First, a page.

11. Ms. .45 (1981)
Oh come on, you knew I was going to include this somewhere …
After all, who doesn’t adore this film, and the poster for Abel Ferrara’s violent and controversial masterpiece is every bit as exciting, terrifying — and darkly funny — as the film itself. Every time I look at this poster (I don’t own one … yet) my eyes inevitably work their way down and my mind boggles at what’s going on between the 4 and 5 in the “.45” of the title typography and I throw my hands up in bewilderment over how Ferrara wants viewers to read this movie.
If you haven’t seen this — young folks — go get a copy as soon as you can find one. It’s really something else.
10. Dirty Harry (1971)
Wanna sell tickets to an Eastwood picture? Simple, just let folks know it’s an Eastwood picture. His posters would likely fare a little better were he not such a big star — with such a craggy, photogenic face. In part that’s why the poster for Dirty Harry is so effective — it’s more about the gun than it is about the actor. (Nice synchronicity with the film too, Harry makes that great speech about the magnum.) Of all the ‘pointing gun’ posters that are so representative of neo noir, this is one of the best, and like I said it’s fitting for Dirty Harry. Wed the prominence of the gun to the shattered glass (which in turn functions as a type-container), and you’ve got a poster that rates pretty well; and is a good deal stronger than the other Harry Callahan entry, Magnum Force. Good luck getting your hands on one of these.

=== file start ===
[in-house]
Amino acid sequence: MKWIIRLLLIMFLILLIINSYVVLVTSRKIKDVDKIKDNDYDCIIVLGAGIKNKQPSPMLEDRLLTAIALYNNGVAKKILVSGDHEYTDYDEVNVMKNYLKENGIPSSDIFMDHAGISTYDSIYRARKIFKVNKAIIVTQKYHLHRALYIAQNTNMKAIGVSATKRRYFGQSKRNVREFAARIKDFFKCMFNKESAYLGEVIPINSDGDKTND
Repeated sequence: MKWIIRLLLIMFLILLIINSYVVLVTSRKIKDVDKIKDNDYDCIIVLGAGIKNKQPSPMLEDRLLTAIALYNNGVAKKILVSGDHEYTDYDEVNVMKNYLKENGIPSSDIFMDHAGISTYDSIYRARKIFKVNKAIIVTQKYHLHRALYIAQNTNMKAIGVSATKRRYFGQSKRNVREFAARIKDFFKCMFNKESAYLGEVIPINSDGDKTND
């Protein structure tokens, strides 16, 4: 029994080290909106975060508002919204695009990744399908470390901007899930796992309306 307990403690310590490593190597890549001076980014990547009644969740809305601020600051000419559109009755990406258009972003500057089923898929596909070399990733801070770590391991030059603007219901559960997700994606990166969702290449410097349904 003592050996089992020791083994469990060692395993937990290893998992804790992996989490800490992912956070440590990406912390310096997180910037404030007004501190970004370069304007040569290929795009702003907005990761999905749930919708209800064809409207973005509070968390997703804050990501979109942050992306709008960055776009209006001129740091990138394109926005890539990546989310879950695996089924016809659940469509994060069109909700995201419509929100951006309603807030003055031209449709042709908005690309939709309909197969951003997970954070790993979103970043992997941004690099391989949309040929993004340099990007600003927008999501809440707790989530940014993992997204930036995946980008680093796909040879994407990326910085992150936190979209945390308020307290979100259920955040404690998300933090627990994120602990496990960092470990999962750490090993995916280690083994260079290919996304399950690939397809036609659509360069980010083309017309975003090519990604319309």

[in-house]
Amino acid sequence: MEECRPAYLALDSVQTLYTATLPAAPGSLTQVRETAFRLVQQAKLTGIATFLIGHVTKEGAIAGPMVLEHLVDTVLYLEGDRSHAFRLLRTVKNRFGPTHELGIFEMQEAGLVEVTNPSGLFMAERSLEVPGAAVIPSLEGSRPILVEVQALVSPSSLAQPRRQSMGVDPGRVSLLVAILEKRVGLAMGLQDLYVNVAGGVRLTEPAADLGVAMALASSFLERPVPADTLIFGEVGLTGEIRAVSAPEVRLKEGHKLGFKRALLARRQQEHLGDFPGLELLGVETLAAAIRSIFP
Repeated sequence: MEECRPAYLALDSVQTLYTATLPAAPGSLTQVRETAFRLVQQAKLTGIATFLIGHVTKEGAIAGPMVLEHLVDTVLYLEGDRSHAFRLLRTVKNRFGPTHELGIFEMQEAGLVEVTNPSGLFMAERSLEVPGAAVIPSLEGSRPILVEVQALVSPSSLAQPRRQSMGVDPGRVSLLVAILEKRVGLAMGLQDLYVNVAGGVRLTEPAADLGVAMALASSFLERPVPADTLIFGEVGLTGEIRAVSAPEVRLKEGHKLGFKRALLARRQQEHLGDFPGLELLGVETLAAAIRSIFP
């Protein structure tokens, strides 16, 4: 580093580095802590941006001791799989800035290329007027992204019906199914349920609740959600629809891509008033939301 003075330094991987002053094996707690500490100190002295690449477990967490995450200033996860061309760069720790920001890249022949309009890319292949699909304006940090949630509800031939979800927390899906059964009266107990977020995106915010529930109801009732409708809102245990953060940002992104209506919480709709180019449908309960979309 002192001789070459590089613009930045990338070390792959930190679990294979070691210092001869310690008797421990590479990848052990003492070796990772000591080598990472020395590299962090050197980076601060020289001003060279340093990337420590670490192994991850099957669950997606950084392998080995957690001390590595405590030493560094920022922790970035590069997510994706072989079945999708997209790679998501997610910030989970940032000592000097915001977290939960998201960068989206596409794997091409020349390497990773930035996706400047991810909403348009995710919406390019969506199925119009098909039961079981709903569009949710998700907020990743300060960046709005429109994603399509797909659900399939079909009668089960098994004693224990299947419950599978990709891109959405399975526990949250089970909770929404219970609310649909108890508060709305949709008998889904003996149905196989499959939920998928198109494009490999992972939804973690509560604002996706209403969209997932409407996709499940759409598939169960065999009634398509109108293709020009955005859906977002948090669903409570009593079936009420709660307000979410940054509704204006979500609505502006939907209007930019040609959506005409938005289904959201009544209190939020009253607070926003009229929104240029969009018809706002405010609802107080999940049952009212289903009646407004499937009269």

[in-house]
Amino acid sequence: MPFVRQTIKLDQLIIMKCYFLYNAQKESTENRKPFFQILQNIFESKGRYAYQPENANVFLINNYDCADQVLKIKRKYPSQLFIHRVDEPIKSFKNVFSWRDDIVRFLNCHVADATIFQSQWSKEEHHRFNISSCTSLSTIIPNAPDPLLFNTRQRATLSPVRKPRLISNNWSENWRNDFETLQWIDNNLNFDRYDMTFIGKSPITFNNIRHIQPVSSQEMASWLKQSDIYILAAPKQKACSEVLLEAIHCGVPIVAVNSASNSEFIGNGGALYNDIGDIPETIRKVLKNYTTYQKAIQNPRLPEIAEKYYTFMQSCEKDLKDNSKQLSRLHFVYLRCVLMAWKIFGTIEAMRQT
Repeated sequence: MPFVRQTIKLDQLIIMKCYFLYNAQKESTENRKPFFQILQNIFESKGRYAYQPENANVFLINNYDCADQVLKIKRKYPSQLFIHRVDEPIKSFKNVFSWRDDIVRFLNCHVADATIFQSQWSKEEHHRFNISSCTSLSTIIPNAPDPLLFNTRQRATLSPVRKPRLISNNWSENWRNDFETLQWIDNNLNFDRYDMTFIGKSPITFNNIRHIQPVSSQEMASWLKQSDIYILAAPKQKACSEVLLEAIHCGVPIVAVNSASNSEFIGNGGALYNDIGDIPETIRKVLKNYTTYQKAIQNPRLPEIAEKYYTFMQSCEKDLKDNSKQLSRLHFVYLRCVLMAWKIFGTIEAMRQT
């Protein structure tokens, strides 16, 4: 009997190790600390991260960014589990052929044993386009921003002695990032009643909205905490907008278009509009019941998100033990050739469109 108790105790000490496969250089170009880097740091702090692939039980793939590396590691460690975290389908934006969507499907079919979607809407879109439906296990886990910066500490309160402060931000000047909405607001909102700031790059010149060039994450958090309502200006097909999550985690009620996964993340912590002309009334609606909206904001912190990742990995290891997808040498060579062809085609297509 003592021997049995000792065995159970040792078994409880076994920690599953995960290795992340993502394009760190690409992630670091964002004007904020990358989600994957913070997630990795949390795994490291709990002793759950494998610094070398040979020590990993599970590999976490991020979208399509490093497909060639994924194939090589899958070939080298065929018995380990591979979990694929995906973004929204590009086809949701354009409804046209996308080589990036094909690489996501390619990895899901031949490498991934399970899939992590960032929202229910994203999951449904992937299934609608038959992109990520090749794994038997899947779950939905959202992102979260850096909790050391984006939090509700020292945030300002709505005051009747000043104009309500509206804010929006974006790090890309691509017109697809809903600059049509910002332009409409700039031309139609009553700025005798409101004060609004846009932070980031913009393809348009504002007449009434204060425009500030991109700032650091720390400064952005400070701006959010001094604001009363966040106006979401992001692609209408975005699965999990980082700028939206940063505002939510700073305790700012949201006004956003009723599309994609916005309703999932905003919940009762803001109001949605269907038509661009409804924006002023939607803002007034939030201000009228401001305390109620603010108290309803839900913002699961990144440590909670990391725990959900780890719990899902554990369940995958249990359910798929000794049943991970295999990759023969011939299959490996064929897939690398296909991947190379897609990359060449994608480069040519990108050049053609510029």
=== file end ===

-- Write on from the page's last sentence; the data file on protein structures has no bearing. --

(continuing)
By the way, there turned out to be exactly 25 ‘pointing guns’ in the 75 posters chosen for this countdown; that’s 1 out of every 3!
The illustration style in play here has become indicative of the 70s — primarily thanks to some godawful clip art — in a way that designers don’t usually consider fondly. Nevertheless, close inspection of the mysterious M. Daily’s work reveals meticulous craftsmanship and virtuoso style that would be obvious to anyone seeing this poster as it was meant to be seen — full-size and up-close. I have a copy, so you’ll have to trust me. The online universe is often a wonderful thing, but when it comes to film posters an electronic display is no substitute for encountering a poster in ‘real life.’ If I could get away with it (no pun!) I’d move the tagline to the bottom, or just nix it, but the mood created by the illustration here is deeply noir-ish and impossible to ignore.